As Editor-in-Chief, I edit multiple stories every day for online daily posting, and also edit print stories for all five cycles. I read and edit everything before it is published. With so much editing, I have tried to make the process run smoother by introducing as many guidelines and writing tips as possible so that the editors can focus on refining stories while preserving the writer's voice.

Providing structure

Before the school year began, I created these writing templates for each section to guide staff members through the writing process. Editors copy and paste the correct template into the writer's FLOW document, and they have a checklist of all of the elements required – featured image, multimedia, headline – in addition to a comprehensive step-by-step guide on how to write an article for that section. The wording of each step is very open and encourages writers to explore alternative structures, but it is there for them to refer to if they don't know where to start. Subsequently, editors can refer to the templates and ease the workload of their editing as writers can access this built-in guidance.

New multimedia guidelines

 As broadcast and podcast creation picked up momentum in the fall, I heard from many editors that it took them hours to edit each story because there were no guidelines or standards that we could refer back to. So, I created these checklists for different types of multimedia to ensure that every staff member had a document for guidance and as a way to ease stress from the editors.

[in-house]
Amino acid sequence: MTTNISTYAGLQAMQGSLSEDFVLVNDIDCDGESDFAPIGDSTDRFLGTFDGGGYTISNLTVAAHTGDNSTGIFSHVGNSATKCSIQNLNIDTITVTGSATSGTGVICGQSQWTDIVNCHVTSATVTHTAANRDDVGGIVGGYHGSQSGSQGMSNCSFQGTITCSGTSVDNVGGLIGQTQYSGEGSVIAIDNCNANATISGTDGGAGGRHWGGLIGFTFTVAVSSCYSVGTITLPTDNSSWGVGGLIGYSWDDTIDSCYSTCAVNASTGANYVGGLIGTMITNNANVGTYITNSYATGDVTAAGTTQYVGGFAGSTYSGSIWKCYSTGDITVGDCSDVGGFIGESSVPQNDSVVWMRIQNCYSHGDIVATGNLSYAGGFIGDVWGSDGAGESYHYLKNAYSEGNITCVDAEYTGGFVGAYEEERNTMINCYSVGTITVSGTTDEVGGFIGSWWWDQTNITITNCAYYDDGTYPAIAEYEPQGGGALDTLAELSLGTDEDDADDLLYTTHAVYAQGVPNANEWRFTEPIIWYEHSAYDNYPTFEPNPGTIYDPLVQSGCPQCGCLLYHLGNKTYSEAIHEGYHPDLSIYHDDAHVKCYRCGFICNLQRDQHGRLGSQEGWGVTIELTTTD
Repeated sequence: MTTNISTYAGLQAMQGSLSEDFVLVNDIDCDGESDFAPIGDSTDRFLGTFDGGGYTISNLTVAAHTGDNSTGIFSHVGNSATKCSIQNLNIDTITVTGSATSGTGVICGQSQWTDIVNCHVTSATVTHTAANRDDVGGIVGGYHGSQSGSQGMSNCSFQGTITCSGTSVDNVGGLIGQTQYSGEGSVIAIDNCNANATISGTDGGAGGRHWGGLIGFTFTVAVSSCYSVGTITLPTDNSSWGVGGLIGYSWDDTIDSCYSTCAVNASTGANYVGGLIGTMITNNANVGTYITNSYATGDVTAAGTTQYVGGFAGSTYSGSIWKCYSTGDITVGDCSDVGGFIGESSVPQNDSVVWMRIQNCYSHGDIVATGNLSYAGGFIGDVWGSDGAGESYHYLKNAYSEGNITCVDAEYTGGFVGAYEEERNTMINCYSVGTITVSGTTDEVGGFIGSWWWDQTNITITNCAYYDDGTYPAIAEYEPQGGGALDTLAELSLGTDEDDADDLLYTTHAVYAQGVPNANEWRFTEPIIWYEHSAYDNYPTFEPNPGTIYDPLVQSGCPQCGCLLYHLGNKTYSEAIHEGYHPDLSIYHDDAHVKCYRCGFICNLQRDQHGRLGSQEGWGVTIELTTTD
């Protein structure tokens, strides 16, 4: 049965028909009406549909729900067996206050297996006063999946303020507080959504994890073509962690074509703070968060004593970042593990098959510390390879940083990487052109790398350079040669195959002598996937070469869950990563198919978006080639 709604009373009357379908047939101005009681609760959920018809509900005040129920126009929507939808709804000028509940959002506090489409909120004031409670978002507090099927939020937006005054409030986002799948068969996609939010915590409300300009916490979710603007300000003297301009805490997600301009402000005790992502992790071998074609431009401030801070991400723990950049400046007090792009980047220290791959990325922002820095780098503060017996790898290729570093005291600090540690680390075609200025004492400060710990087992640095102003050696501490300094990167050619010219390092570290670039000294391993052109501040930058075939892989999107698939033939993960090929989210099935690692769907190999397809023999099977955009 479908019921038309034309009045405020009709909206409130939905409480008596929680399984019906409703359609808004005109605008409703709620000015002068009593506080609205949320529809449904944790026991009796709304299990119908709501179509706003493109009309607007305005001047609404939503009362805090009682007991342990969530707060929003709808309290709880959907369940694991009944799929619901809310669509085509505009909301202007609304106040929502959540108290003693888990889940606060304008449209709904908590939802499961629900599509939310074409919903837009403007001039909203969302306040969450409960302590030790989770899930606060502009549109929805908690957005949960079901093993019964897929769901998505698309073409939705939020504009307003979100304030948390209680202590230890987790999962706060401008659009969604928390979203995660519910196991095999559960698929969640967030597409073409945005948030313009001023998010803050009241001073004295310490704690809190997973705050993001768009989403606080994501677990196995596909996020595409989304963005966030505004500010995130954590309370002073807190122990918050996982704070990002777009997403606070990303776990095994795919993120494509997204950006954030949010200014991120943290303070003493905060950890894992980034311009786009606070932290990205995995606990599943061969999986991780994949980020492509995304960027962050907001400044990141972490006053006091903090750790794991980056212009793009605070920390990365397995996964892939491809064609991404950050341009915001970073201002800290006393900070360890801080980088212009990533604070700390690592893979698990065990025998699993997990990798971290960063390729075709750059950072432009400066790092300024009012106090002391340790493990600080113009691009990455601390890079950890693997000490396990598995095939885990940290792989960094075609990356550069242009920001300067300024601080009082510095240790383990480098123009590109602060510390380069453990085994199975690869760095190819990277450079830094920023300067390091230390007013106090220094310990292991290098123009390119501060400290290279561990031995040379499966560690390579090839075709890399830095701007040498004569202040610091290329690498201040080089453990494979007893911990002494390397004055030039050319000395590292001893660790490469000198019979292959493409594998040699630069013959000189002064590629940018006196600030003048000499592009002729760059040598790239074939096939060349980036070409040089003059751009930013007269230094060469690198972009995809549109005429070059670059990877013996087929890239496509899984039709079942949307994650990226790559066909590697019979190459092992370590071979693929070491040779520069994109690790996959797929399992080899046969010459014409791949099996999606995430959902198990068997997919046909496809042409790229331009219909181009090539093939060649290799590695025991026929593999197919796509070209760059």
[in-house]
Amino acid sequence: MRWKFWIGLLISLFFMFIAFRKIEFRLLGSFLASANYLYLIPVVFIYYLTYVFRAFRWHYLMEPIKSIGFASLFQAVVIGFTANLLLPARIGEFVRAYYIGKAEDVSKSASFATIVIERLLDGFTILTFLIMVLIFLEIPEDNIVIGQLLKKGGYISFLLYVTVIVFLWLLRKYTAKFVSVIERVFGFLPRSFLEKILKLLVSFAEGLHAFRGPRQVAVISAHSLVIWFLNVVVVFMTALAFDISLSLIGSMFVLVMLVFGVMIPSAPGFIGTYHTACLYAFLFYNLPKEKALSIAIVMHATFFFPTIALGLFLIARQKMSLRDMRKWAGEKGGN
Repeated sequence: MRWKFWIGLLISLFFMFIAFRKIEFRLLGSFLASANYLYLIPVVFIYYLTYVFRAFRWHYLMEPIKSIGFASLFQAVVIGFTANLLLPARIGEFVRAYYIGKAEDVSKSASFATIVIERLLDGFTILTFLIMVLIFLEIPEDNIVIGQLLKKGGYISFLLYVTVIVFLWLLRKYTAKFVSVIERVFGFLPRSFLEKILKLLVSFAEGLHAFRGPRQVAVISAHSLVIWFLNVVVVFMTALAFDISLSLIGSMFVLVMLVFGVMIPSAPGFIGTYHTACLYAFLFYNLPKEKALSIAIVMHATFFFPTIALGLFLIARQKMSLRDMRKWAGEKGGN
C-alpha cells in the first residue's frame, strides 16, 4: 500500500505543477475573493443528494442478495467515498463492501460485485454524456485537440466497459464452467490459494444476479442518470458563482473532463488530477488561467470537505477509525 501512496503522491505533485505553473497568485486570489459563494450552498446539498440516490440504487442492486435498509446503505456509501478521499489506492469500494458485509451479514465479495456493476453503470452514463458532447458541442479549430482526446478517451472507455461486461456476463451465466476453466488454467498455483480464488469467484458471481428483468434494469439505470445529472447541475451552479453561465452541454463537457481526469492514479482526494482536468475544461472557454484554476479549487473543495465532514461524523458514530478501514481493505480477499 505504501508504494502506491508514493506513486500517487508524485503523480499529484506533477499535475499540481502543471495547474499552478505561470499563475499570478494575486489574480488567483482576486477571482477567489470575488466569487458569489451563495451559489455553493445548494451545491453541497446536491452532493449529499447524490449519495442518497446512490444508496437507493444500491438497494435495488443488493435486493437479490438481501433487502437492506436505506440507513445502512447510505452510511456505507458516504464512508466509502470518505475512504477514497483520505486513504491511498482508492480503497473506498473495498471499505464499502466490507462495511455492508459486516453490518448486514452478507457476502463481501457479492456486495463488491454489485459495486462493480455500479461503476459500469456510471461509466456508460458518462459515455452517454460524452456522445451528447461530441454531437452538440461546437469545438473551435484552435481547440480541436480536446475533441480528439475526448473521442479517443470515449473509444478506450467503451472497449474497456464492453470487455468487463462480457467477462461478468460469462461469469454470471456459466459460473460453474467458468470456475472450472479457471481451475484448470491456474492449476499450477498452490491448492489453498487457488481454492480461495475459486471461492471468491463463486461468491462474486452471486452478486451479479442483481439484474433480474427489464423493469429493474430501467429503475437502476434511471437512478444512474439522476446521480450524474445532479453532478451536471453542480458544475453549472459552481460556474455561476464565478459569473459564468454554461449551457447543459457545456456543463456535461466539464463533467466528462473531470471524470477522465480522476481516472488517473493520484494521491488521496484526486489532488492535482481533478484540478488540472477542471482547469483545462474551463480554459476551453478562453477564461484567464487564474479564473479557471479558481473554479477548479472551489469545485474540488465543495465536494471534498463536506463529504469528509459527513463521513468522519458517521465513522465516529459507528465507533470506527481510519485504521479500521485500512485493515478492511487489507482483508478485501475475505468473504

This is a document I stumbled upon where the writer had copy and pasted the template.

Positive feedback

No matter how many articles I edit on a given day – during the editing process for a print cycle, the total online and print articles that I edit can amount to a dozen in one night – I always leave a couple of sentences of specific positive feedback. I still remember when I was a reporter in Grade 9 and the Editor-in-Chief at the time commented at the end of one of my articles that I "knocked it out of the park." That specific comment has stuck with me after all this time. I am committed to giving the same attention and care to each article and encouraging writers to keep improving their skills.

Editing mini lessons

 In the fall, I noticed that I was leaving upwards of 50 edits or comments on most stories, and thought it would be beneficial to remind the editors of some editing basics. I presented this slideshow that I made on the "Editing ABCs." The acronym is pulled from a lecture that I attended while at Northwestern's Medill summer program.

This is one page from an article that was three pages in total, published in January.

Rather than simply replacing the word, I kept this edit open-ended so that the writer was able to develop their own writing style and voice.

Open-ended editing style

As you can see in the image to the left, most of my edits are left as comments. I like to ask the writer rhetorical questions so that when they rewrite or restructure paragraphs, it still sounds like them. Would it require less time to go in and rewrite sentences? Probably. But, I wouldn't have found that helpful as a new writer, and consequently wouldn't have been as proud to see my name in print for the first time. So, I am more than willing to engage in conversations and challenge writers to explain their intentions rather than just edit for the sake of pushing out content quickly.